This article was written by Ethan Lyon, Senior Writer of Sparxoo, an agency specializing in digital strategy, branding, and marketing. It was originally published on June 24th, 2010.
Riding on news of Google’s new online music store, Microsoft’s Bing is making updates of its own. The search engine that could has finally caught up to Google in search quality, and now wants to entertain. Bing’s strategy is to contain users within the site by aggregating small bits of information across the web into one, centralized Bing-branded page, versus Google’s strategy to direct users to third party sites, such as Wikipedia, YouTube (a Google site), Last.fm, etc.
Microsoft’s search engine is implementing this strategy with the launch of its Entertainment feature. Entertainment aggregates multimedia content to a safe zone in an accessible and fun way. According to Bing, users want a trusted, single source for entertainment. Seventy six percent of people use search to help find and navigate their entertainment options online, but only 10 percent say they have a trusted place to go, writes Bing. The search engine’s new Entertainment feature hopes to capture the 90 percent of users without a trusted online “safe zone.”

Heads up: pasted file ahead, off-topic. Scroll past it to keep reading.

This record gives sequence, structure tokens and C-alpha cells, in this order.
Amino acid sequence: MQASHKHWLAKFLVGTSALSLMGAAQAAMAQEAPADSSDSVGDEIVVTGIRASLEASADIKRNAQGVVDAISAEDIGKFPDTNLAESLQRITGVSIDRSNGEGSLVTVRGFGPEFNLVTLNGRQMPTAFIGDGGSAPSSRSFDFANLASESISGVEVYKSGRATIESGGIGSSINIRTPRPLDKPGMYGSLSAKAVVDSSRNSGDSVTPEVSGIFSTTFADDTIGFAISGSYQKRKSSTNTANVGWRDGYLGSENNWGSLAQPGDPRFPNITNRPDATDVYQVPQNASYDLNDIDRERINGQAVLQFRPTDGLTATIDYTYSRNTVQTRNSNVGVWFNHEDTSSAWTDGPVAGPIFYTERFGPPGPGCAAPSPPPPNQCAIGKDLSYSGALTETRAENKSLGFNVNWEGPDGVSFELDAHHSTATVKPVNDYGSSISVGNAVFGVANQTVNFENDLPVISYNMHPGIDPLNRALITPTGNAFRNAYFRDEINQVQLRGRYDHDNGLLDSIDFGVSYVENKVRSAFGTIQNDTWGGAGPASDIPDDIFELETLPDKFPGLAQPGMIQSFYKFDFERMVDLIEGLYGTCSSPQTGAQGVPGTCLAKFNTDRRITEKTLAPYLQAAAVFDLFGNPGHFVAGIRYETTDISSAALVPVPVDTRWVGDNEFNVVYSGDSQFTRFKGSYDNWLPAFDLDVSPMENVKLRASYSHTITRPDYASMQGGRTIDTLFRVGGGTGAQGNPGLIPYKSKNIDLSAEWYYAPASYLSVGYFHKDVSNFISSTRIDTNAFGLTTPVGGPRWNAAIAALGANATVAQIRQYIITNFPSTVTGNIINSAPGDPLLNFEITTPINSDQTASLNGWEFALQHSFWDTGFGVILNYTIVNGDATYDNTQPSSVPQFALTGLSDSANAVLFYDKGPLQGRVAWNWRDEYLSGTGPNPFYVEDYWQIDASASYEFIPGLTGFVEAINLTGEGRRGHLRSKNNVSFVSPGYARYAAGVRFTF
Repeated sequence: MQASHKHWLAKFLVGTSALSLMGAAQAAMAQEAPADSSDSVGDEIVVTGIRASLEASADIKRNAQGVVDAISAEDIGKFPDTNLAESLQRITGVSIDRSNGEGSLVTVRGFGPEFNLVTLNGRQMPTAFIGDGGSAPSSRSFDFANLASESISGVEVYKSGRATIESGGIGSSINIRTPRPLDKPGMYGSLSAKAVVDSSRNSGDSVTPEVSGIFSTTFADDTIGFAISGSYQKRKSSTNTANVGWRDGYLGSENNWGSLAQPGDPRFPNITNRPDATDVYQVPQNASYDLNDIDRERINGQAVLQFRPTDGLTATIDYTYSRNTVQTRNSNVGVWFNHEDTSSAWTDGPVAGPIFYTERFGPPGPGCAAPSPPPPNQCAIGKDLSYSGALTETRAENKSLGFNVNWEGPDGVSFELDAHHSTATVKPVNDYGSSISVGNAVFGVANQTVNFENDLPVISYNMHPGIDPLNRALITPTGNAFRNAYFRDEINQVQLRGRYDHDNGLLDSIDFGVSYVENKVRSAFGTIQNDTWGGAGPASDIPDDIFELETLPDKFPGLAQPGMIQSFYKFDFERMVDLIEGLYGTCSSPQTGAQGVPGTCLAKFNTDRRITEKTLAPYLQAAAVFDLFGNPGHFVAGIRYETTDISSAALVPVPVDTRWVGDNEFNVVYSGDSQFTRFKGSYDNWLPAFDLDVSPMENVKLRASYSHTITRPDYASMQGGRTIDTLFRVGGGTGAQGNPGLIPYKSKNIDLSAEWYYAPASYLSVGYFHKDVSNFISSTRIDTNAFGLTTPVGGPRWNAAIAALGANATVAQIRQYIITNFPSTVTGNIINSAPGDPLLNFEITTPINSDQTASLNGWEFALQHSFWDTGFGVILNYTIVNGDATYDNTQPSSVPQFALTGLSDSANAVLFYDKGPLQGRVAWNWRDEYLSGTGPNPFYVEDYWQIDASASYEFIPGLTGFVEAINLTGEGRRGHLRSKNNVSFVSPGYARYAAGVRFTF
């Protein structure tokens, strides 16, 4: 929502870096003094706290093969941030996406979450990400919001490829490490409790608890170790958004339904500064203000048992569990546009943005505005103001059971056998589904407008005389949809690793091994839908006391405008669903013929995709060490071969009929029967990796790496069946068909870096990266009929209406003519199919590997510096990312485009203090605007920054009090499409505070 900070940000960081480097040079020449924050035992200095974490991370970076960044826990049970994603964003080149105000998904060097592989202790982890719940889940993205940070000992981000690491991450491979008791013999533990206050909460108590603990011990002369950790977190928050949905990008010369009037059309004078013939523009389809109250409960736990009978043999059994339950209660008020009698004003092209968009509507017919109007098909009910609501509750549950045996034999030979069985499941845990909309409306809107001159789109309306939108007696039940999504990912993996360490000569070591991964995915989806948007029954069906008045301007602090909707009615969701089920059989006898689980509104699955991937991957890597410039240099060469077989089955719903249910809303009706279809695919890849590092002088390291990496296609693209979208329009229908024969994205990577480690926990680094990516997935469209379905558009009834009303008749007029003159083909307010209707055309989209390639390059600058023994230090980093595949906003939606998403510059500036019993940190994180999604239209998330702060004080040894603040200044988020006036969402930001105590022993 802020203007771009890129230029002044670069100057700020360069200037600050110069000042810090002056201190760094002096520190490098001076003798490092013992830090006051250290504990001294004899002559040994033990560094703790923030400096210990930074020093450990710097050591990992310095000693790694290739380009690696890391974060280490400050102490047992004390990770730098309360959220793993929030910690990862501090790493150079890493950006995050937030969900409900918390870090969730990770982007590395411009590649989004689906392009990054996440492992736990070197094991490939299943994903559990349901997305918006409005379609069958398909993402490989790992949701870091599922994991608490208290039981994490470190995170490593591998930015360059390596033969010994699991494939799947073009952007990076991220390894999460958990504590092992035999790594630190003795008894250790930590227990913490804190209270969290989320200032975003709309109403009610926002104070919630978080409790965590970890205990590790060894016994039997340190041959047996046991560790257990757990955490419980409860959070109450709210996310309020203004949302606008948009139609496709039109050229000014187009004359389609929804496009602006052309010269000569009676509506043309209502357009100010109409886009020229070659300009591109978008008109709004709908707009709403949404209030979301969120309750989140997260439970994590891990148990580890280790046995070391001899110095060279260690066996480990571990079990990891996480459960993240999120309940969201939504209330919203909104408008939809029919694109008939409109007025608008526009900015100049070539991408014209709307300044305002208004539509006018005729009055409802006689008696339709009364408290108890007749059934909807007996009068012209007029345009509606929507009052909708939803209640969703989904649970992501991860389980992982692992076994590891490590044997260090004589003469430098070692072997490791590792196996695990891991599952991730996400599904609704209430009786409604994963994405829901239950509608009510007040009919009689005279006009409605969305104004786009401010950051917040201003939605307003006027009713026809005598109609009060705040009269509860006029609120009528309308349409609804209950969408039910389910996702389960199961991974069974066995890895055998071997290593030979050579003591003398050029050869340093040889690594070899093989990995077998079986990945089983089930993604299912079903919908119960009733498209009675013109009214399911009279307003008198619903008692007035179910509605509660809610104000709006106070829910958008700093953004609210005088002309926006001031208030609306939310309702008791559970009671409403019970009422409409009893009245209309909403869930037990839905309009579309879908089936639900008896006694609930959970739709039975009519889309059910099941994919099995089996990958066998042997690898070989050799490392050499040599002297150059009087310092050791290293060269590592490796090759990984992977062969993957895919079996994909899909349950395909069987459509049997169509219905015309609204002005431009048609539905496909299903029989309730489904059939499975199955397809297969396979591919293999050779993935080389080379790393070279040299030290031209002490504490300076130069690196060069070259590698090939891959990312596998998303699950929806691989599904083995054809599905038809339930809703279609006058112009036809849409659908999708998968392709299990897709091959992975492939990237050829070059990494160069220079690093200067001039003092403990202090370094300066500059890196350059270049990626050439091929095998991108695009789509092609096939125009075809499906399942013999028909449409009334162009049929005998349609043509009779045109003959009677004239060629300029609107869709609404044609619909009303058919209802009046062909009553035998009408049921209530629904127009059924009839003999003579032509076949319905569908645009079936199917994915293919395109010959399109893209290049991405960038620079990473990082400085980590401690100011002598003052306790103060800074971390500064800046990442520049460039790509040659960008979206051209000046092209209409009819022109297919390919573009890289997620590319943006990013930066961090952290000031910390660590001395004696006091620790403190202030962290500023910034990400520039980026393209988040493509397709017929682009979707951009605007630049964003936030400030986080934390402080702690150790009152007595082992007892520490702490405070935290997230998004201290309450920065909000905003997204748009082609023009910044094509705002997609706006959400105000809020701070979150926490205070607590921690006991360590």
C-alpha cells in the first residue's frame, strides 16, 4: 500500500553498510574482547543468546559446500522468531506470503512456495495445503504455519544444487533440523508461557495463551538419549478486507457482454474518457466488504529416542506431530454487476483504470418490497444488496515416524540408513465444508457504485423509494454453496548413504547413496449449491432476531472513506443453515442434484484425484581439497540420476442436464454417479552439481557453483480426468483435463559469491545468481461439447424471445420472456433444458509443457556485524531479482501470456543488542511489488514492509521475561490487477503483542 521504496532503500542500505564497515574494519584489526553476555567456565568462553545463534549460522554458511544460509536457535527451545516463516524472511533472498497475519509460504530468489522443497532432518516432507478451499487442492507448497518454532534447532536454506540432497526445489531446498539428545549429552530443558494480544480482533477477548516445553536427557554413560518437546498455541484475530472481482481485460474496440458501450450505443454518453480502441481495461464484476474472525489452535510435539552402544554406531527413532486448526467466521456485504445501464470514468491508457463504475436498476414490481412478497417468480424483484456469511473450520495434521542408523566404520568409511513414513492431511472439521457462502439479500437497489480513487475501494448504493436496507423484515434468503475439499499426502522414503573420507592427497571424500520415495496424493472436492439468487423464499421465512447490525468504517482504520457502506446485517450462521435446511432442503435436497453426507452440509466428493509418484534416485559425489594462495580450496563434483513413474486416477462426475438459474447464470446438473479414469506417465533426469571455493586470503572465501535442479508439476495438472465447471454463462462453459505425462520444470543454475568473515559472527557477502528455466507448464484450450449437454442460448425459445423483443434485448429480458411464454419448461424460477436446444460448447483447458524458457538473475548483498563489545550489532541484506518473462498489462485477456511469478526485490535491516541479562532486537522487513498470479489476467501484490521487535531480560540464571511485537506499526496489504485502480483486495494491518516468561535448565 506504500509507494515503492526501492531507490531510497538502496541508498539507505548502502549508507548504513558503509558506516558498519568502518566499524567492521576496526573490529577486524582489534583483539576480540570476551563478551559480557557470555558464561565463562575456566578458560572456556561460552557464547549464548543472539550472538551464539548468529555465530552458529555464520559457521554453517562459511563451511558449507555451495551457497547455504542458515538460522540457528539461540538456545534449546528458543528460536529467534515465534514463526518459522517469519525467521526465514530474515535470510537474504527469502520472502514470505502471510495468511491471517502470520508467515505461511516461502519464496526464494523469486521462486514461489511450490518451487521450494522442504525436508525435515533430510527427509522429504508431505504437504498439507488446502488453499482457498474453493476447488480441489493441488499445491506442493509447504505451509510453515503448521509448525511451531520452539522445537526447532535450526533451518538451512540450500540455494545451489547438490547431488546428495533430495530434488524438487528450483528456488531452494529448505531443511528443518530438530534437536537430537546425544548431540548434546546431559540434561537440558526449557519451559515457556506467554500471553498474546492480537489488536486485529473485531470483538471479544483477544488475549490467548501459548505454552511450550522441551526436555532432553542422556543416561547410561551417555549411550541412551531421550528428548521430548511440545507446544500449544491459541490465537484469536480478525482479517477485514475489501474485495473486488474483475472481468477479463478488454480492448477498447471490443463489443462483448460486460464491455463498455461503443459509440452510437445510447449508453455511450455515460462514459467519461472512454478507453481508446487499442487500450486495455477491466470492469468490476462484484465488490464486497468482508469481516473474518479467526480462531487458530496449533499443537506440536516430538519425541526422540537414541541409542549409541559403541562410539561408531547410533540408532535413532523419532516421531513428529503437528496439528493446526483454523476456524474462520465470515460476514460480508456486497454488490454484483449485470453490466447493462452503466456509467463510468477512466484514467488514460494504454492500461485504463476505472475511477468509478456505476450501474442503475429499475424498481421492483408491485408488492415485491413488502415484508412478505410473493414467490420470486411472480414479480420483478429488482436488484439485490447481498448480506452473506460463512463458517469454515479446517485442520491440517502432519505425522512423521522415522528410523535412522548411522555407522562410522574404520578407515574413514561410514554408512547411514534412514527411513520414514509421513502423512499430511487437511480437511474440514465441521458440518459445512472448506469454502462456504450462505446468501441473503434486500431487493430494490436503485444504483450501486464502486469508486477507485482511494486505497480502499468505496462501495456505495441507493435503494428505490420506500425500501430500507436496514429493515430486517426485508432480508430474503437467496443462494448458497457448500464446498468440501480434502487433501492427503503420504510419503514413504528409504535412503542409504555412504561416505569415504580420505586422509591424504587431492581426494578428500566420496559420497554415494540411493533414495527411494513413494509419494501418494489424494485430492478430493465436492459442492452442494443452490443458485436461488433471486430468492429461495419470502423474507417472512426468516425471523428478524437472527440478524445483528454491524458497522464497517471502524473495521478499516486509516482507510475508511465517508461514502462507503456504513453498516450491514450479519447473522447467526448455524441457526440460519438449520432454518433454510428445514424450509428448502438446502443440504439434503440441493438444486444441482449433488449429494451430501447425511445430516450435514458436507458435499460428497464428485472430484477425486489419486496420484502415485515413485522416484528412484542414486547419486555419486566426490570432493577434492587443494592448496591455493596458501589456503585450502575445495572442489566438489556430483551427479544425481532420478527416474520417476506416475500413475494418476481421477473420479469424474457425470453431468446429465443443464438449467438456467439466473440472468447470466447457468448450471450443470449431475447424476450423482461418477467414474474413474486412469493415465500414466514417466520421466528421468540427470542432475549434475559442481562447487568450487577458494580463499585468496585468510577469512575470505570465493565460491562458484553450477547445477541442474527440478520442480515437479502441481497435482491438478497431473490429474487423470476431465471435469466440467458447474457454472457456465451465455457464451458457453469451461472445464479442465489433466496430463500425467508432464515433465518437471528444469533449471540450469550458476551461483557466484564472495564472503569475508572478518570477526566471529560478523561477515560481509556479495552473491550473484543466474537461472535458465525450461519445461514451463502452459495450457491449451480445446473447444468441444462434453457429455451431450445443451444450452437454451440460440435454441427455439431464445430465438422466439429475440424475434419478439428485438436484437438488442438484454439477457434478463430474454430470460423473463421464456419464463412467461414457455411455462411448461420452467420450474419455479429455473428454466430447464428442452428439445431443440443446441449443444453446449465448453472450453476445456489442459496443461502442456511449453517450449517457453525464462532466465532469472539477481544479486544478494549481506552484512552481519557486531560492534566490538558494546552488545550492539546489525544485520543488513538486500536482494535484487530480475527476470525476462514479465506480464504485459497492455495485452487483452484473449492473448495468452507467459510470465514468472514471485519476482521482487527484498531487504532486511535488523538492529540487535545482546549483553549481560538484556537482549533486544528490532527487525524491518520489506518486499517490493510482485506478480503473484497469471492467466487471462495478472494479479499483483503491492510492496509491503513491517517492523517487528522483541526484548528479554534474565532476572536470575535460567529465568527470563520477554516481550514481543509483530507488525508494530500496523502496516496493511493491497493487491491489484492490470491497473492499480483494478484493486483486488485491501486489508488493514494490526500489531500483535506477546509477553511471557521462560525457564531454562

Aggregating small bits of information across the web certainly takes the pain of browsing third party sites. Creating a centralized information hub could have some significant advantages over Google. To illustrate the UI differential, we performed a simple search for The Replacements “Unsatisfied” into Bing and Google:
Bing enables users to drill down within the search engine, versus leaving it for other content offerings by:
Aggregating relevant content into one, centralized location — Click on the first song and Bing will gather all information about that one song, including lyrics, the mp3 (not currently functioning yet), albums and movies where the song appears, other artist recordings of the same song and platforms to purchase the song. To view the information on Google, users must click on third party or non-branded Google sites.
Prominently displaying curated information — Bing prominently displays all entertainment in one, well-designed, upfront section whereas Google’s multimedia content is fragmented within the results. The song mp3 is the first result, followed by a link to Last.fm, Wikipedia, Lyrics Depot and finally video.
Enabling site previews to ensure the resource is safe — Bing’s research indicates its users are wary of unfamiliar sites, so the search engine provides previews with key text and link selections. Google users, on the other hand — who might not be as paranoid — click the link based on one or two summary lines.
While Bing has a meager 12 percent market share versus Google’s 65 percent, Microsoft is innovating, updating its UI and trying to get a pulse on user needs to grow. Microsoft’s recent Entertainment feature is the latest example of the tech giant’s drive to be top dog and could eventually make Google take notice. Here at Sparxoo, we have criticized Microsoft’s lack of innovation in mobile, browsers, tablets and strategy, but this is one case where we have to tip our hat for heading in the right direction.